On July 2nd a group of CCO friendly scholars and organizational practitioners met at the halls of the Rotterdam City Council for a reflective and stimulating discussion on “CCO in practice.” Following on many of the themes of last year’s EGOS preconference, this pre-EGOS gathering was organized around two main goals:
• Helping organizational practitioners understand and respond to problems they face in practice using a CCO perspective on organization.
• Helping CCO scholars put their theoretical concepts to the test in ways that provide sharper and more meaningful answers to the “So What?” question.
The day’s program allowed for in-depth discussions to explore answers to these questions. A series of break-out groups focused on three diverse organizational cases: the revitalization of a large network organization, the restructuring of a government organization hit by economic recession, and the use of death or decline of organization as a practical solution for organizational problems. The day convened with an insightful plenary session that further elaborated on the three cases and served as a basis for co-constitution of the meaning of “CCO in practice” amongst the diverse participants.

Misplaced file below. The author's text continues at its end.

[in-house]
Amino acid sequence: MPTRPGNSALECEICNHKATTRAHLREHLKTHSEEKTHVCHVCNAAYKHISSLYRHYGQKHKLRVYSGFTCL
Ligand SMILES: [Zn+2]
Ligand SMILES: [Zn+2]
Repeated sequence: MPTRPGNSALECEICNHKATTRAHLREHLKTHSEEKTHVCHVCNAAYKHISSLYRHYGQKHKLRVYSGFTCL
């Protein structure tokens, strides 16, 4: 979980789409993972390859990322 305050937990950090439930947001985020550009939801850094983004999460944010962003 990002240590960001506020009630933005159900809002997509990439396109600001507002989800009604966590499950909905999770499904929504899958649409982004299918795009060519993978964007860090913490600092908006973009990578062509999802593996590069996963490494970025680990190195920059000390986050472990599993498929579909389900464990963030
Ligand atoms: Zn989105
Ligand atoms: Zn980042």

What did we learn about “CCO in practice?” We were pleasantly surprised with the ease we experienced in applying CCO perspectives to the variety of organizational problems we discussed. We learned that organizational practitioners both understand and are excited about the communicative constitution of organization. And despite the differences within the three pillars of CCO theory, there is a strong “CCO perspective” that cuts across these differences when applied in practice. Finally, in the realm of ongoing organizational practice, we learned that there is no “one way” to translate a CCO concept.
We hope this preconference is just a beginning for further discussions of “CCO in practice.” We invite you to comment on this post. For those who attended the event, what reflections on the day would you add? For everyone, what are your thoughts or reactions to “CCO in practice?”
Accepting Submissions for EGOS Preconference “CCO in Practice” July 1-2, 2014 (i.e. right before EGOS 2014 in Rotterdam)Posted: February 11, 2014
Imagine what could happen when practitioners share issues they face with a group of CCO-friendly scholars. What new angles of perceiving their issues would professionals get? Which new areas of research would scholars discover? How can our scholarship inform organizational practice? This preconference will try to achieve answers to these questions.